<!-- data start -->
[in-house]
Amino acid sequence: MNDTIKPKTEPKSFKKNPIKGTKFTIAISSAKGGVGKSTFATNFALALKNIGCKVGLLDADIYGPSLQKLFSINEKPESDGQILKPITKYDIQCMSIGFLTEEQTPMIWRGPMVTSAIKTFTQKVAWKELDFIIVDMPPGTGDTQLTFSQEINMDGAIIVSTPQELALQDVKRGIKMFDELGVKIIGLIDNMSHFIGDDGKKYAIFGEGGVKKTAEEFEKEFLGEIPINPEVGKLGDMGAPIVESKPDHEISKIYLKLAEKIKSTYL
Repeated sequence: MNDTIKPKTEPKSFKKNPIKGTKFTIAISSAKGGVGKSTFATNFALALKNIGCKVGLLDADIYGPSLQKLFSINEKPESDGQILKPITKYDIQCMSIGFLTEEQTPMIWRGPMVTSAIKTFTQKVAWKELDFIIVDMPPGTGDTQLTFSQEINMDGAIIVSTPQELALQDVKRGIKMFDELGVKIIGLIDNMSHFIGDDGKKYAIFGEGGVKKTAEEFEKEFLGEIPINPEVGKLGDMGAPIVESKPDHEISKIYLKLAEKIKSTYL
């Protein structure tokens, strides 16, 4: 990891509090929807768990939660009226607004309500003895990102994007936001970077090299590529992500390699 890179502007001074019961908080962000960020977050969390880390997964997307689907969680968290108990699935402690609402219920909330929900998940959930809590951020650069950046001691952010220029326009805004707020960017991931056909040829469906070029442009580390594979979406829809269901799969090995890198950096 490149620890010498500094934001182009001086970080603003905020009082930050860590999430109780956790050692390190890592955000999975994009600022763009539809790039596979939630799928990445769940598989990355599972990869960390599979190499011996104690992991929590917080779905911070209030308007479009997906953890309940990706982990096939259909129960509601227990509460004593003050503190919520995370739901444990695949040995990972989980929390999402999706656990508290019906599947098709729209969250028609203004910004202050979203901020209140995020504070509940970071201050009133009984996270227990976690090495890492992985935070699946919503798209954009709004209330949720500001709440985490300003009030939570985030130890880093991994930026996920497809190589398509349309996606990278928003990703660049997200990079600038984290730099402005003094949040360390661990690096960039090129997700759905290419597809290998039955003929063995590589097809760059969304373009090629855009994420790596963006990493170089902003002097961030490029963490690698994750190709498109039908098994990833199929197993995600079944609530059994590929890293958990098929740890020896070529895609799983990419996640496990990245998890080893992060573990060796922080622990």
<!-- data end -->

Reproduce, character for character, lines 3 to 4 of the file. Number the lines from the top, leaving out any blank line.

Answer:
Repeated sequence: MNDTIKPKTEPKSFKKNPIKGTKFTIAISSAKGGVGKSTFATNFALALKNIGCKVGLLDADIYGPSLQKLFSINEKPESDGQILKPITKYDIQCMSIGFLTEEQTPMIWRGPMVTSAIKTFTQKVAWKELDFIIVDMPPGTGDTQLTFSQEINMDGAIIVSTPQELALQDVKRGIKMFDELGVKIIGLIDNMSHFIGDDGKKYAIFGEGGVKKTAEEFEKEFLGEIPINPEVGKLGDMGAPIVESKPDHEISKIYLKLAEKIKSTYL
């Protein structure tokens, strides 16, 4: 990891509090929807768990939660009226607004309500003895990102994007936001970077090299590529992500390699 890179502007001074019961908080962000960020977050969390880390997964997307689907969680968290108990699935402690609402219920909330929900998940959930809590951020650069950046001691952010220029326009805004707020960017991931056909040829469906070029442009580390594979979406829809269901799969090995890198950096 490149620890010498500094934001182009001086970080603003905020009082930050860590999430109780956790050692390190890592955000999975994009600022763009539809790039596979939630799928990445769940598989990355599972990869960390599979190499011996104690992991929590917080779905911070209030308007479009997906953890309940990706982990096939259909129960509601227990509460004593003050503190919520995370739901444990695949040995990972989980929390999402999706656990508290019906599947098709729209969250028609203004910004202050979203901020209140995020504070509940970071201050009133009984996270227990976690090495890492992985935070699946919503798209954009709004209330949720500001709440985490300003009030939570985030130890880093991994930026996920497809190589398509349309996606990278928003990703660049997200990079600038984290730099402005003094949040360390661990690096960039090129997700759905290419597809290998039955003929063995590589097809760059969304373009090629855009994420790596963006990493170089902003002097961030490029963490690698994750190709498109039908098994990833199929197993995600079944609530059994590929890293958990098929740890020896070529895609799983990419996640496990990245998890080893992060573990060796922080622990």